What is Protocol?

A protocol defines a blueprint of methods, properties, and other requirements that suit a particular task or piece of functionality. The protocol can then be adopted by a class, structure, or enumeration to provide an actual implementation of those requirements. Any type that satisfies the requirements of a protocol is said to conform to that protocol.

Example :

Protocols are a good way to define a set of required functionality that other types can adopt.  Protocols provide information about what a type can do, not necessarily what it is. Classes and structs provide you with information about what an object is, but protocols provide you with information about what an object does.

 protocol Sound {
    func makeSound() 
}

Great. We defined a protocol, Sound, that specifies that something must have a makeSound()function. It doesn’t matter what the object really is, because we only care about whether or not it meets our requirements for the Sound protocol. Let’s see how this works in practice:

struct Dog: Sound {
    func makeSound() {
        print("Woof")
    }
}
 
struct Tree: Sound {
    func makeSound() {
        print("Susurrate")
    }
}
 
struct iPhone: Sound {
    func makeSound() {
        print("Ring")
    }
}

Protocol Extension :

We can extend classes and structs in Swift to add functionality to them. However, with protocols, extensions are even more powerful, because they allow you to provide default functionality for your protocols. What this means is that you can declare protocols with requirements that are automatically fulfilled.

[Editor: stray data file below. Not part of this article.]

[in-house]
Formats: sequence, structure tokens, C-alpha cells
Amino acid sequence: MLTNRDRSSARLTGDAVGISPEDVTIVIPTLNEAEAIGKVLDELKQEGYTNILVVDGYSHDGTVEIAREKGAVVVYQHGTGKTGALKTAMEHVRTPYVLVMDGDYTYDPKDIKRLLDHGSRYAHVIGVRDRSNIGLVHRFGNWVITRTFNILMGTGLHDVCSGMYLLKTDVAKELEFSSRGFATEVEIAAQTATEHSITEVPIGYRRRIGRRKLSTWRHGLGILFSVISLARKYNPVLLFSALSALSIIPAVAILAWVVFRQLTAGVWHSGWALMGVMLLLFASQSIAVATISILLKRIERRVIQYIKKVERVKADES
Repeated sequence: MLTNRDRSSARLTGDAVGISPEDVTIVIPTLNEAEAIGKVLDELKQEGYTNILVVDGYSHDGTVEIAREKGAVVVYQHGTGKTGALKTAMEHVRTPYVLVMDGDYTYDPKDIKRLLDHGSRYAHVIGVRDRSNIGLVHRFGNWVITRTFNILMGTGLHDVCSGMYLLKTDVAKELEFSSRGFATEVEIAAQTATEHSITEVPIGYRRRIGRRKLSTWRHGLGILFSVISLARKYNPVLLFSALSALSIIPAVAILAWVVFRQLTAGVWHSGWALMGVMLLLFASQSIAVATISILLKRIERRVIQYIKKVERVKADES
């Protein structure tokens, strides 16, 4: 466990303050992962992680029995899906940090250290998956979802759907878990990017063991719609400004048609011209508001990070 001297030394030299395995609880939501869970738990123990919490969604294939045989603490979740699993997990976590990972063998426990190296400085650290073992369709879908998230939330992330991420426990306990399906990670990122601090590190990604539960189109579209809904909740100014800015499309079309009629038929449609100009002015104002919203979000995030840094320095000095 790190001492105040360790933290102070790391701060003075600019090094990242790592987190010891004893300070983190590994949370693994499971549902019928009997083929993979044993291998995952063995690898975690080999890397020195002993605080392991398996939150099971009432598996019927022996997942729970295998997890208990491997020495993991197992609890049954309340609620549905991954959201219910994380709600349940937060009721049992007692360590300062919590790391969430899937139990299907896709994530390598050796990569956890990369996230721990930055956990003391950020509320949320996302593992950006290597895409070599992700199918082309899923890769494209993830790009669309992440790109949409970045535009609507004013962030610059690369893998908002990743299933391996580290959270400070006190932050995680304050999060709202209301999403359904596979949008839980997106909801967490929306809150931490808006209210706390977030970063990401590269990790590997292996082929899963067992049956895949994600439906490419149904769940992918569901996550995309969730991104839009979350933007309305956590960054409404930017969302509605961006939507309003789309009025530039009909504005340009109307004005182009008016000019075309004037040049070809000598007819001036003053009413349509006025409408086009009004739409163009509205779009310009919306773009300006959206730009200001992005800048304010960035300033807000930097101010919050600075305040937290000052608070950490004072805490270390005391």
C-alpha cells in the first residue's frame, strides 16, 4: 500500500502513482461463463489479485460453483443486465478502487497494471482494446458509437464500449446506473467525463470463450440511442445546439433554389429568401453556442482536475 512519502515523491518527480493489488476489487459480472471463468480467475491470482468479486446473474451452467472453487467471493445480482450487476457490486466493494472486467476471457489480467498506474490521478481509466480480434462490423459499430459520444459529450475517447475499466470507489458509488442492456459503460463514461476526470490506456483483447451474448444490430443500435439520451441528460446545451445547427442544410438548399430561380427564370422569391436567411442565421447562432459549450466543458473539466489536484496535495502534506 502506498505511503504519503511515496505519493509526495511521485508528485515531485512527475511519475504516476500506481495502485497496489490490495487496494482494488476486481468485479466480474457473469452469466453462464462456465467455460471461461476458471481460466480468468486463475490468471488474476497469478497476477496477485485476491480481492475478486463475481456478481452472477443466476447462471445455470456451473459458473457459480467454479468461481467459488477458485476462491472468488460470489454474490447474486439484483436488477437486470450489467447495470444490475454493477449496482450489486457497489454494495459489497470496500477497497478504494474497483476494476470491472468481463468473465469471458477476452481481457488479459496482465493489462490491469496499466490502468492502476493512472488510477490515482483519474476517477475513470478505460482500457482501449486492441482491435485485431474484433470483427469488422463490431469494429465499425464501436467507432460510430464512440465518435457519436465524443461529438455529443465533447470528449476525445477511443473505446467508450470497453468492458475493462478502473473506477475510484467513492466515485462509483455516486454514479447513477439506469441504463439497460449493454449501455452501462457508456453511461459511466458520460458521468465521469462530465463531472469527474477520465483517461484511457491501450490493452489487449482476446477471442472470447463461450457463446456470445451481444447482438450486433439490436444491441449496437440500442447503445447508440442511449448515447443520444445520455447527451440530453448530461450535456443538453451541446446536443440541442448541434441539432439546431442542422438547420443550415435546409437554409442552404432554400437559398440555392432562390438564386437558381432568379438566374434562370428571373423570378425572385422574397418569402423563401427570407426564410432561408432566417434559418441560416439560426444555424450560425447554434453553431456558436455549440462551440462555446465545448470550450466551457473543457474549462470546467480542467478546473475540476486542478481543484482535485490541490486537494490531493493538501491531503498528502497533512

Basically, protocol extensions allow you to retain one of the best features of subclassing (inheritance) while gaining all of the best features of protocols. Let’s go back to our animals again!

Imagine that we’re in a new world where each and every animal makes its own respective sound (like woof, meow, moo, etc.) but they all make a universal sound. We’ll call this universal sound “Wow”. We can now create an extension to our Sound protocol:

extension Sound {
    func makeSound() {
        print("Wow")
    }
}

now we will create new animal Cat

struct Cat: Sound {
}

we don’t need to confirm protocol method

var cat = Cat()
cat.makeSound()   //will print "wow"

We can even override default functionality

struct Cat: Sound {
    func makeSound() {
        print("Mawww")
    }
}

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